Entering text and equations
- To enter text or data, click on a cell with the mouse. Type enter to accept your entry, and
backspace to correct it.
- To enter equations, click on a cell with the mouse. Equations are preceded by an = sign. In the
example below, the equation in cell B4 multiplies 1.2 by the value in cell A4 and adds 4.5 to it. To
apply the same equation to all values in column A, click and hold the mouse on the square on the
bottom right hand corner of the black box outlining B4 and drag it down and then release. That
will multiply 1.2 by A4 through A9 and add 4.5 to each cell.
- Equations appear in the cell and in the function box above the worksheet.
- If you wanted to change the slope in the example above from 1.2 to 1.1, and didn’t want to have to
redo all of the above, the solution is to use a constant. Constants are referenced differently than
normal values by placing a $ sign in front of the cell’s row and column (in the example below,
$E$4 refers to the constant in cell E4).
- To plot a set of data (such as the time-position data shown on the previous page, highlight both
rows with the mouse.
- Click on the graph icon to start the Chart Wizard.
- In Step 1, highlight XY (Scatter) and click Next.
- In Step 2, click Next.
- Enter the chart title, and the x-axis and y-axis titles in Step 3. Then click Next.
- Tick As new sheet and click Finish.
- The plot will appear as its own sheet (to switch between sheet, click the tabs at the bottom of the
screen). Click the right mouse button overtop of the plot and select Format Plot Area. Under
Area, change the background color to white (to save ink).
- By double-clicking on the axes, you can change the range of the plot.
Rise over run – poor man’s derivative
- With discrete data, to calculate a derivative, we determine the rise over the run to get the slope
between two points of data.
- Slope = change in y / change in x = (y2-y1)/(x2-x1)
- For each derivative you calculate, you will lose one element in your array (i.e. if you have 5
position values, you will only have 4 velocity values, and only 3 acceleration values). That is
because we are calculating the difference between two values and if you have N values, you will
only have N-1 differences.
- if you have two sets of data that
have a linear relationship between
them, you can use linear
regression to determine the slope
and intercept for the data.
- To use linear regression, go to
Tools -> Data analysis and pick
Linear Regression from the list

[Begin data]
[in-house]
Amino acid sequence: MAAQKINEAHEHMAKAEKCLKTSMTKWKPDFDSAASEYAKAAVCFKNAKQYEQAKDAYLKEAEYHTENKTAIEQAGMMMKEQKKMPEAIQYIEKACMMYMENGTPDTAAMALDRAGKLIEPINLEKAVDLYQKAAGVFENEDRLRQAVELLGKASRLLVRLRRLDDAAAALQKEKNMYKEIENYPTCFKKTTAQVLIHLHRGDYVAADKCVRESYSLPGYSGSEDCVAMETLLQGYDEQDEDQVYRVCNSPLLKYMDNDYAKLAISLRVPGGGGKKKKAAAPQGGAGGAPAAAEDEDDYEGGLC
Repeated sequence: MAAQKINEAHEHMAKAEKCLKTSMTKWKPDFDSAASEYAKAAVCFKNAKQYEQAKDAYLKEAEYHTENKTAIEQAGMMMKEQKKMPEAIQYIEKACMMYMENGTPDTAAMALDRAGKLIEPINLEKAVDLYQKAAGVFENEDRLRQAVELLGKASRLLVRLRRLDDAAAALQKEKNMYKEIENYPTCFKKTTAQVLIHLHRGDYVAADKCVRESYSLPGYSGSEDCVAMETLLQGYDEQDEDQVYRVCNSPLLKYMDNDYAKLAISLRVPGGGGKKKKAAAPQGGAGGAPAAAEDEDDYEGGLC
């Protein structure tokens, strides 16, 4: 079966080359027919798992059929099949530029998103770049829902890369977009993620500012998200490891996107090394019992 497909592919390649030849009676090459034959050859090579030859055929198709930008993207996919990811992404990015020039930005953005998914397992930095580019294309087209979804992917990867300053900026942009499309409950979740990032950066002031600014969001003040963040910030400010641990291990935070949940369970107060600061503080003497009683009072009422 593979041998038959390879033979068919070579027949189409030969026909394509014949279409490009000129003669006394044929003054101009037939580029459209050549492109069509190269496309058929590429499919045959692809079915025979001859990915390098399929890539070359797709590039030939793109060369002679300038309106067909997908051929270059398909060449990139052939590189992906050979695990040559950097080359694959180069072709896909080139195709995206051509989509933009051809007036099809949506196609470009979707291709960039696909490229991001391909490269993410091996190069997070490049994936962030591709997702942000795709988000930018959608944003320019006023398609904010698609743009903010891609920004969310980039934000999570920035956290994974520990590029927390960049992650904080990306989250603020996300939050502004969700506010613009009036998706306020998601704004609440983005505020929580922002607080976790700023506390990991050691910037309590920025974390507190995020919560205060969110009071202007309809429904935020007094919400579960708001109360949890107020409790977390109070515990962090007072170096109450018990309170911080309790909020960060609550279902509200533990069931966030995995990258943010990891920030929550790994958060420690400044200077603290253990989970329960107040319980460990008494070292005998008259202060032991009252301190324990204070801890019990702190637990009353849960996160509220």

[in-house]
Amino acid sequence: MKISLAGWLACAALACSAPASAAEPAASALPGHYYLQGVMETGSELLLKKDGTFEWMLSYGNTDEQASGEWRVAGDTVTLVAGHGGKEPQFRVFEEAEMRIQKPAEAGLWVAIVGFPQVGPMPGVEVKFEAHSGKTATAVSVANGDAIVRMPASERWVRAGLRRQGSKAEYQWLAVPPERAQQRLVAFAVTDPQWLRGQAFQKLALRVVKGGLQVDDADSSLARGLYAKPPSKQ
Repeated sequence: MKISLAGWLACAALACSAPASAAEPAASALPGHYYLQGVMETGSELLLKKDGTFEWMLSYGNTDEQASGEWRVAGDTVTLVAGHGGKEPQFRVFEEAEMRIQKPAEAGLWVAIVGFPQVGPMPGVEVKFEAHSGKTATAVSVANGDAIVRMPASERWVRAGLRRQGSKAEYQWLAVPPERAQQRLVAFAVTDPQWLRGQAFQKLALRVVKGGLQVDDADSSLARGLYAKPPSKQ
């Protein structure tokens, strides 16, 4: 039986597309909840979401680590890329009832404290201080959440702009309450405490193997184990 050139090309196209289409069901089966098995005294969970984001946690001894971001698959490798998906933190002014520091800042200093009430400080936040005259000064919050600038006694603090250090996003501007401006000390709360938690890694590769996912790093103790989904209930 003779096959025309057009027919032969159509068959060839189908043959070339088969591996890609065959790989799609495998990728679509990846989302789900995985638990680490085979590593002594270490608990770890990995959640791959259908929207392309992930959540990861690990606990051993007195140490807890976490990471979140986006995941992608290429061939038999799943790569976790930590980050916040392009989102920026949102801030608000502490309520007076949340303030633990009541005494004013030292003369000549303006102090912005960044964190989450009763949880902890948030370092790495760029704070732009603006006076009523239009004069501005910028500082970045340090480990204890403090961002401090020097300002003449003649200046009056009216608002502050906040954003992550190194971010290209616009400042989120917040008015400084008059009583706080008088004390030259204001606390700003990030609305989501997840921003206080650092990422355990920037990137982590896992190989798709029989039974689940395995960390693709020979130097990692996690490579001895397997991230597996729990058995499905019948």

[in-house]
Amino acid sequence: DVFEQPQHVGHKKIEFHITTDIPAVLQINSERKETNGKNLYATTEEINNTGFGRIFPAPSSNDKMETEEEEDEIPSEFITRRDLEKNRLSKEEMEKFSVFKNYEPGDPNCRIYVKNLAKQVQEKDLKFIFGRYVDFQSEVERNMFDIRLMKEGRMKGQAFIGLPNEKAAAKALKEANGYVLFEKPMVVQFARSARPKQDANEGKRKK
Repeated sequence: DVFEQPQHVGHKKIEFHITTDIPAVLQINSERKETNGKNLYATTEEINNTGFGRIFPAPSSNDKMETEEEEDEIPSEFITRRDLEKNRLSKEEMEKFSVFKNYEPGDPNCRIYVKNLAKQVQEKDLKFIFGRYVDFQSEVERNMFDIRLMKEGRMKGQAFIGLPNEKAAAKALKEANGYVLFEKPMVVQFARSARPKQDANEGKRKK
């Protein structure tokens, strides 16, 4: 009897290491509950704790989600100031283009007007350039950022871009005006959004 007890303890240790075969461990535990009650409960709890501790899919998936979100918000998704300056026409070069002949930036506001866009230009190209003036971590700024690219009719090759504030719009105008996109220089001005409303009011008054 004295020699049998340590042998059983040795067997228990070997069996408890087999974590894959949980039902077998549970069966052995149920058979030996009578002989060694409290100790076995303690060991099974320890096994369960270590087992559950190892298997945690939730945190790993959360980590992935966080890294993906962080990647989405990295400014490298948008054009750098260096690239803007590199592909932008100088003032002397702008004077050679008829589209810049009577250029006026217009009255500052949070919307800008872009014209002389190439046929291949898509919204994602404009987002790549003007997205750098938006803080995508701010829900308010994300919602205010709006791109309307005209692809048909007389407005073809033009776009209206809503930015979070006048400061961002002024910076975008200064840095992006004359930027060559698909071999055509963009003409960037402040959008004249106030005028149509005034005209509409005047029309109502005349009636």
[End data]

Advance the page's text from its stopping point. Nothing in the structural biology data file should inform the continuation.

- Input y-range and x-range and click
The output is on the
right. X Variable 1 is
the slope and Intercept
is the y-intercept. The
adjacent numbers in the
next column are the
standard errors in slope
Slope and Intercept (an alternate to Linear regression)
- if you have two sets of data that have a linear relationship between them, you can use linest to
determine the slope and intercept for the data.
- To use linest, highlight a 2 cell by 2 cell box and type linest(
- Highlight the y data (the dependent data), add a comma, and then highlight the x data (the
independent data). Add ,1,1) and hold down Ctrl and Shift and type enter.
- The 2 cell by 2 cell box will now be filled. The first column contains the slope with its error (in
this example, 1.95 +/- 0.086) and the second column contains the intercept and its error (in this
example, 1.88 +/- 0.260).
Adding a linear fit to a plot
- in the chart window, highlight one of the data points and click the right mouse button. On the pop-
up menu, click Add Trendline.
- Highlight Linear and click OK.
Sample plot 2
-1.00 0.00 1.00 2.00 3.00 4.00 5.00 6.00
- To calculate the average of a set of data, enter =average( and then highlight the cells you want to
average. Add a ) and hit enter (e.g. =average(A4:A9)).
- Other common functions
o =sum(A4:A9) – calculated the total value of the selected cells
o =stdev(A4:A9) – calculates the standard deviation of the selected cells
o =sin(2.34) – calculates the sine of the value, where the input is in radians
o =acos(2.34) – calculates the arcos of the value, returning an angle in radians
o =log10(2.34) – calculates the base 10 logarithm of the value